• Paul Adams and Jordan Layton

Granary Arts: Vanishing Voices and Inherited Ground
A tumultuous year has helped shine a light on a variety of vital issues, including the ongoing struggles of America's Native peoples, and our unavoidable connection to the natural world. Two new exhibitions at Granary Arts in Ephraim (86 N. Main St., bring additional attention to these issues through fascinating artistic methods, now through Sept. 18.

Vanishing Voices, featuring the work of former Utah State faculty member Paul Adams and BYU graduate Jordan Layton, explores the reality of indigenous languages that are at risk of disappearing forever as the last native speakers age. Adams and Layton present photographic portraits of these last known speakers of several critically endangered Native languages ("Marie, The Last Known Speaker of Wukchumni" is pictured). While the languages themselves—and the rich cultural knowledge they contain—are threatened with extinction, the photographers employ a Civil War-era collodion tintype process, representing one of the most permanent photographic printing methods. While the images emphasize a connection to a distant past, they also provide a lasting record that these cultures still matter.

Inherited Ground showcases the creations of Utah State graduate and current BYU MFA student Sara Lynne Lindsay, focused on a topic that doesn't sound particularly glamorous: dirt. More specifically, Lindsay investigates the importance of soil, and what kind of soil we will be leaving to future generations through our practices. Her mixed-media works combine objects from the natural world (seeds, flowers, dirt) with activities from a more domestic sphere, like sewing and cooking. The result investigates a connection between our everyday lives and that which sustains us, but we rarely consider. (SR)

  • Hale Center Theater

Hale Centre Theatre: Mary Poppins
If you've been hungry for live theater over the months of pandemic lockdown, options have understandably been few. Sandy-based Hale Centre Theatre (9900 S. Monroe St., is welcoming guests back with a wide range of safety measures in place, and a beloved show that promises to bring some magical music—and musical magic—to those who visit.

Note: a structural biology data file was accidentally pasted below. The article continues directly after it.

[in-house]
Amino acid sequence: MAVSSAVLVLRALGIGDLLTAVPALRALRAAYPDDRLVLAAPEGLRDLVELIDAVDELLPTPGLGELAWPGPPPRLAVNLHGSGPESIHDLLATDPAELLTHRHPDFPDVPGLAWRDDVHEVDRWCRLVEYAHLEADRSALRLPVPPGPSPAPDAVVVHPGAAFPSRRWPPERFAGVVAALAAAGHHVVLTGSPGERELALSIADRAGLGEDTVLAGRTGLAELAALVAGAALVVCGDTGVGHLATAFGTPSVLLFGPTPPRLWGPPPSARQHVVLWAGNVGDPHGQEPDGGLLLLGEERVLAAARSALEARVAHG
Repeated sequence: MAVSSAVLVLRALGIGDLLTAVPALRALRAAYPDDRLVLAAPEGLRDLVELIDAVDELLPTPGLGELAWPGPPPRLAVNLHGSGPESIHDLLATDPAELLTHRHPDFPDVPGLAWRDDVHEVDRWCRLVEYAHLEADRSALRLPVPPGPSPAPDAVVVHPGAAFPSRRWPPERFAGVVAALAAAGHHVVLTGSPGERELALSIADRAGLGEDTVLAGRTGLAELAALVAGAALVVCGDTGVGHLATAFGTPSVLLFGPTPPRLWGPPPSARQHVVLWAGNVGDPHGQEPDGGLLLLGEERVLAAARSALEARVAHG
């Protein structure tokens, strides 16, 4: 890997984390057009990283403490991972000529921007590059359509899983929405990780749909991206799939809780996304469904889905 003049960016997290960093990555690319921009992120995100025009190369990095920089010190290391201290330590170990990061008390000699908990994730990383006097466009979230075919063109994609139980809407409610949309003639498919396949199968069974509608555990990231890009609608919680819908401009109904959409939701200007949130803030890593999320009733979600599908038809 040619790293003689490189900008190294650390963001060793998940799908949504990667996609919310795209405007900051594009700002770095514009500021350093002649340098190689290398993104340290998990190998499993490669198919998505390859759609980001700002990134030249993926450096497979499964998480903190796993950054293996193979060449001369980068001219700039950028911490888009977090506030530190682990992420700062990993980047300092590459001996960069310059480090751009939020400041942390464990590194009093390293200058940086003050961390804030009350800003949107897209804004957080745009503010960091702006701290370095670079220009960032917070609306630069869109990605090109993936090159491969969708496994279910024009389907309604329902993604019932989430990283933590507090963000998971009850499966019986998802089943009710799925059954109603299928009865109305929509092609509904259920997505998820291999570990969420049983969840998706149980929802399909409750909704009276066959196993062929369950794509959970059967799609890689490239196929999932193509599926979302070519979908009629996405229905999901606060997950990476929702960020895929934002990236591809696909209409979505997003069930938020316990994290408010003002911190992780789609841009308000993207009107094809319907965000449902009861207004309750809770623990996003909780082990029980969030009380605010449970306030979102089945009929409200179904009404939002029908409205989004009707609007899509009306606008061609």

The story of Mary Poppins—based on P.L. Travers' stories about a no-nonsense British nanny with plenty of tricks in her carpetbag—is certainly best-known thanks to the Academy Award-winning 1964 Disney movie adaptation, which introduced audiences to beloved songs like "A Spoonful of Sugar," "Supercalifragilisticexpialidocious," "Feed the Birds" and "Chim Chim Cher-ee." In 2002, producer Cameron Mackintosh (Les Misérables, The Phantom of the Opera) put together a creative team that would move that familiar story to the theatrical stage. While many of the story elements and individual sequences were changed to place greater emphasis on the family drama over fanciful special effects, most of those great Sherman Brothers songs remain, as well as several new compositions by the team of George Stiles and Anthony Drewe, including the charming "Practically Perfect." And there's the delightful opportunity to watch Mary and her umbrella fly over the audience.

Mary Poppins runs July 1-Sept. 5, with tickets ranging from $24-$52. HCT has instituted strict safety guidelines for staff, cast, crew and patrons, including touch-free purchasing, mask requirements, socially-distanced seating, heightened cleaning and contact tracing. Visit the theater website for a complete listing of all measures that have been implemented to facilitate a safe and healthy guest experience. (SR)